After a captivating performance by the performer-composer Siba from Pernambuco state in northeastern Brazil, the audience murmured with anticipation while the crew changed the stage to receive Milton Nascimento and his band. Much of this buzz was in Portuguese—in the lobby, in the ladies’ bathroom, and from my own friend from Lisbon who joined me for the concert. A mug sat prominently on a stool next to Milton’s microphone showing his own drawing of the mountains from his own state Minas Gerais that also adorns the cover of the album Geraes.


Album cover from Milton Nascimento’s 1976 release Geraes, featuring his artistic rendering of the mountainous landscape of Minas Gerais state.

Album cover from Milton Nascimento’s 1976 release Geraes, featuring his artistic rendering of the mountainous landscape of Minas Gerais state.

Milton entered the Barbican auditorium to enthusiastic applause, and the slow pace of his ginger footsteps gave him all the more time to soak it up. As a commemorative show, the repertoire drew largely from Milton’s best-known albums of the 1970s (see full set list below). The group kicked off the evening with the rousing anthem to liberty and optimism “Credo [Creed].” Though it is a song that few would name as a favorite (through no defect of its own), it sums up Milton’s ability to compose veiled protest song that functions equally well as a timeless rock anthem about the hope invested in Brazilian youth:


Caminhando pela noite de nossa cidade

Walking through the night of our city

Acendendo a esperança e apagando a escuridão

Lighting hope and putting out the darkness

Vamos! Caminhando pelas ruas de nossa cidade

Let’s go! Walking through the streets of our city

Viver derramando a juventude pelos corações

To live pouring the youth through our hearts

Tenha fé no nosso povo que ele resiste

Have faith in our people that they resist

Tenha fé no nosso povo que ele insiste

Have faith in our people that they insist

E acorda novo, forte, alegre, cheio de paixão

And awake new, strong, happy, full of passion.”


Many shouted along with the band’s punctuated accompaniment to the word, “Vamos! [Let’s go!]” It struck me that such socially conscious song is as relevant in today’s democratic Brazil, rife with political dissatisfaction and social protest, as it was in the dictatorial Brazil of the 1970s.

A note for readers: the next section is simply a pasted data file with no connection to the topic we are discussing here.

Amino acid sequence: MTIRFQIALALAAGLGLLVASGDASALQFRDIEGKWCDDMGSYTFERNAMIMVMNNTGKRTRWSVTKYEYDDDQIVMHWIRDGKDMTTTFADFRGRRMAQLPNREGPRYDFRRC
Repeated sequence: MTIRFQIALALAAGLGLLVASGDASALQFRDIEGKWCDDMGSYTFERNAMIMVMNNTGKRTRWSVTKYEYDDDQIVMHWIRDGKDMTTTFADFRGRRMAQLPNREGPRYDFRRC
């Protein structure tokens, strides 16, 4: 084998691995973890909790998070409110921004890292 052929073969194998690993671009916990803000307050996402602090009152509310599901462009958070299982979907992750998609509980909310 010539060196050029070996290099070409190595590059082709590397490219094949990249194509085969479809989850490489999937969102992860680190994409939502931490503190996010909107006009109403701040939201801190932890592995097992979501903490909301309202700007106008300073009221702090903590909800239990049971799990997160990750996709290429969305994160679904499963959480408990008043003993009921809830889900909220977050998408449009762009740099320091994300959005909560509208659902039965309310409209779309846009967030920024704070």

Guitarist and musical director Wilson Lopes, Milton’s constant companion since first working together on Angelus in 1993, provided sensitive accompaniment on “Cais [Quay]’, one of Milton’s best-loved songs. Fans and journalists alike have recently criticized Milton for not using as much falsetto as he once did or for the occasional out-of-tune notes at the extremes of his range, but I feel that these critics are missing the point. Milton’s voice is still quite strong and rich, and it is the conviction with which he sings that is most beautiful: “Eu quero mais! [I want more!]” For the famous closing theme, pianist Kiko Continentino left his perch allowing Milton to take over the grand piano. Drummer Lincoln Cheib—a joyful performer and attentive collaborator—helped build anticipation first with the toms, then with the full drum set until the group reached a bombastic peak.

Kiko’s lush piano accompaniment segued directly into “Vera Cruz.” First recorded on the album Courage in 1968, the session was held at the legendary Van Gelder Studios in New Jersey alongside jazz legend Herbie Hancock and Brazilian arranger and organist Eumir Deodato. As a young jazz singer in Michigan, this was the first song I ever heard by Milton Nascimento. For my generation of jazz musicians, it has remained a fervent favorite, and it is no wonder why, after witnessing the exuberant solos by saxophonist Widor Santiago and each of the band members in their turn.

Another strong theme in Milton’s music is that of fraternity and friendship. The medley of the songs “Clube da Esquina” and “Clube da Esquina No. 2” by Milton and Lô Borges celebrated his lifelong friendships with the collective of musicians that became known by the name Clube da Esquina [Corner Club]. The latter song became perhaps most poignant as Wilson and bassist Gastão Villeroy contributed backing vocals for the first time, while Milton performed lyrics that play with the sound of repeated words. Speaking at first about childhood friendships, then adult friendships, the lyrics eventually expand to include the universal friend, that is, Milton’s fans from all over the world: “Quero ver então a gente, gente, gente, gente, gente … [So I want to see the people, people, people, people, people].” Raising his arms in offering to the crowd, ecstatic cheers from the audience confirmed that the sentiment was reciprocated.


Milton Nascimento e Banda at the Barbican, October 20, 2013.  Pictured from left: Kiko Continentino (piano, keyboards), Widor Santiago (saxophones), Pedro Nascimento (vocals, cavaquinho), Gastão Villeroy – obscured (electric bass), Lincoln Cheib (drums, percussion), Milton Nascimento (vocals, guitar), Wilson Lopes (musical director, guitar).  Photo by Matthew Warnock.

Milton Nascimento e Banda at the Barbican, October 20, 2013.
Pictured from left: Kiko Continentino (piano, keyboards), Widor Santiago (saxophones), Pedro Nascimento (vocals, cavaquinho), Gastão Villeroy – obscured (electric bass), Lincoln Cheib (drums, percussion), Milton Nascimento (vocals, guitar), Wilson Lopes (musical director, guitar).